Another Champion For The Cause
Kennedy (President of the Walker Area Community Foundation) shares Jenny’s unbridled enthusiasm for Walker County’s natural resources — for two reasons: “First, it’s my community and I love it. And second, it’s the perfect way to promote our goal of producing better health outcomes for Walker County.”
Paul points to a common comment he heard during the community meetings held across Walker County in 2014. “Over and over, people complained that they didn’t have anywhere to go on weekends. So we did a complete inventory of all the places you can go. For starters, every city in Walker County has public park land — 1500 acres in Jasper alone. Walker County Lake has the only site for 50 miles on the Alabama Birding Trail. And we have so many things other you can do — in the woods, on the water or at the ballpark.
Success Is Second Nature.
“We have an outstanding record when it comes to success in elite competition. Take our local road-biking group (Blackwater Cyclers) that routinely conducts century rides (100 miles in a day). We’re talking about a group of individuals who rival cycling groups from any big city. In the more
traditional sports, we’ve long had travel teams in baseball, softball and volleyball. Our archery program, which is now in a number of county and city schools, has produced a state champion (a local 12-year-old girl) — and we’ve had county people compete regional and national archery tournaments.”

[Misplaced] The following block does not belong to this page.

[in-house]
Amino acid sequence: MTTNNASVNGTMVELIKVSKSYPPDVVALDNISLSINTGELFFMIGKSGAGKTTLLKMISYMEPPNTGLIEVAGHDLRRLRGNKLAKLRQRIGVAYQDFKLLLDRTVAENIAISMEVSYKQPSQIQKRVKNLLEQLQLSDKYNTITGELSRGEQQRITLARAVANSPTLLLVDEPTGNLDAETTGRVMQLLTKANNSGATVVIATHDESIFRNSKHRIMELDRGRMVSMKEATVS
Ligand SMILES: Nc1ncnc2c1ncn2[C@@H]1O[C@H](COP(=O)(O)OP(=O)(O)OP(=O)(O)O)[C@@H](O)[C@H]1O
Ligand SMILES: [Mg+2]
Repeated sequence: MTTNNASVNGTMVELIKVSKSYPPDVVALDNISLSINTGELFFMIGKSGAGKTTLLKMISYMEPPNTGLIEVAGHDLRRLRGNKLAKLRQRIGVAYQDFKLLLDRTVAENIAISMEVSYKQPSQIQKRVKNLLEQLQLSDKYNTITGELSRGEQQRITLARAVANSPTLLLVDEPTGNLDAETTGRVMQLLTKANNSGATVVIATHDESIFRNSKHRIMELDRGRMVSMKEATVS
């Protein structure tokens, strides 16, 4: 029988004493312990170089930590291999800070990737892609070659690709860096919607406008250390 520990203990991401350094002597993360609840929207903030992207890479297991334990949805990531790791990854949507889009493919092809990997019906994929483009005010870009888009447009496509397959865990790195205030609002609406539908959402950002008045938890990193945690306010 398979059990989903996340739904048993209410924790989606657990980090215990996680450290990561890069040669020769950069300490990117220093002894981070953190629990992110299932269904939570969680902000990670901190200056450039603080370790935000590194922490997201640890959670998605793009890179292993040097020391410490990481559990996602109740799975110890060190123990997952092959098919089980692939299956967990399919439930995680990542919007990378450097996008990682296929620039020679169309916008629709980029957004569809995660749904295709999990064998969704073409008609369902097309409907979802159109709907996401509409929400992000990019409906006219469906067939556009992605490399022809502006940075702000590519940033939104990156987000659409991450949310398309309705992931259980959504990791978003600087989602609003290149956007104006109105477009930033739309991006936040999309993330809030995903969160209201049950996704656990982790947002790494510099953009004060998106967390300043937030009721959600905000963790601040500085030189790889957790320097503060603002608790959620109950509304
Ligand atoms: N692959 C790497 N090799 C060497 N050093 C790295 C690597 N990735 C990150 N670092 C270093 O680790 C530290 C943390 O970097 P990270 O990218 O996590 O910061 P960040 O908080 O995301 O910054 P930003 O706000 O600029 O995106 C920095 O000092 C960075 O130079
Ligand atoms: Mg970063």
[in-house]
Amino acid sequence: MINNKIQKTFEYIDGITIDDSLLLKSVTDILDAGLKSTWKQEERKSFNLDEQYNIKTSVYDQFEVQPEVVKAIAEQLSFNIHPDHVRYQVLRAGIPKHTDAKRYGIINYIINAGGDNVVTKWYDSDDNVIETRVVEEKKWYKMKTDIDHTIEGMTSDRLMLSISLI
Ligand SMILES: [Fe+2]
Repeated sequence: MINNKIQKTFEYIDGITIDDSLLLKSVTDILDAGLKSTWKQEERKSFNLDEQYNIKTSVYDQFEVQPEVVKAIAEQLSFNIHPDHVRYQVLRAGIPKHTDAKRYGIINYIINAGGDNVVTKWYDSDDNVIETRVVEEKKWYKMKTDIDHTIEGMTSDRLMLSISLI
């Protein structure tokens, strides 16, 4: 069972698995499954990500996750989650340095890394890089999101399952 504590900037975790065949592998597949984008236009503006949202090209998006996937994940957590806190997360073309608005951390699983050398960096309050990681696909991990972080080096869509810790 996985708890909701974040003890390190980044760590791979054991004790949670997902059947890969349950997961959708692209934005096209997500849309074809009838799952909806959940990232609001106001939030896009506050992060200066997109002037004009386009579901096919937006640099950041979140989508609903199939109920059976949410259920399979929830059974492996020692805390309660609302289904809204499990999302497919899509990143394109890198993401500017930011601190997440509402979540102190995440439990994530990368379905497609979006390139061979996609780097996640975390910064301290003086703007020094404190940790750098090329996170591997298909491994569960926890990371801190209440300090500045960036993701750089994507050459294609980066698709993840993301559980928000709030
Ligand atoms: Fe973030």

Then there’s Walker County’s record in tennis, which has produced five state championships and, Paul notes, “the only National High School Coach of the Year from Alabama in any sport.
“We now have the potential to create an exceptional system of hiking trails,” Paul continues, “which would extend all the way from downtown Sumiton to the Sipsey Wilderness. The land is already there — old road beds, rail beds and game paths — and we’re working-out the logistics with the landowners for access. That’s an effort being led by Friends of Sipsey Trail, under the direction of Martha Salomaa,” who, it’s worth mentioning, is one-half of a championship Wife Carrying team (a no-kidding-real-life competitive sport popular in her husband’s native Finland).
The Real Key To Success
Kennedy and Short both credit the extraordinary growth of the county’s outdoor recreational program to an active and ongoing public / private partnership. With Walker County Lake, Jenny notes, “We’ve received in-kind donations and grant funding totaling nearly $100,000. The Walker County Commission led the effort to have the area paved for easier car access. And there’s been a tremendous buy-in from the both the public and private sides of our community. To me, a healthy public / private partnership is how you get great things done in this country today.”
“Having lived in so many other cities before returning to Jasper, I’ve seen how powerful the outdoors can be as a driver for the economy and the culture of an area. I also feel like I have the privilege of seeing Walker County through a fresh set of lenses.” It’s clear that, like so many other people who’ve contributed so tirelessly to the area’s growth, Jenny likes what she sees.
Photos by Al Blanton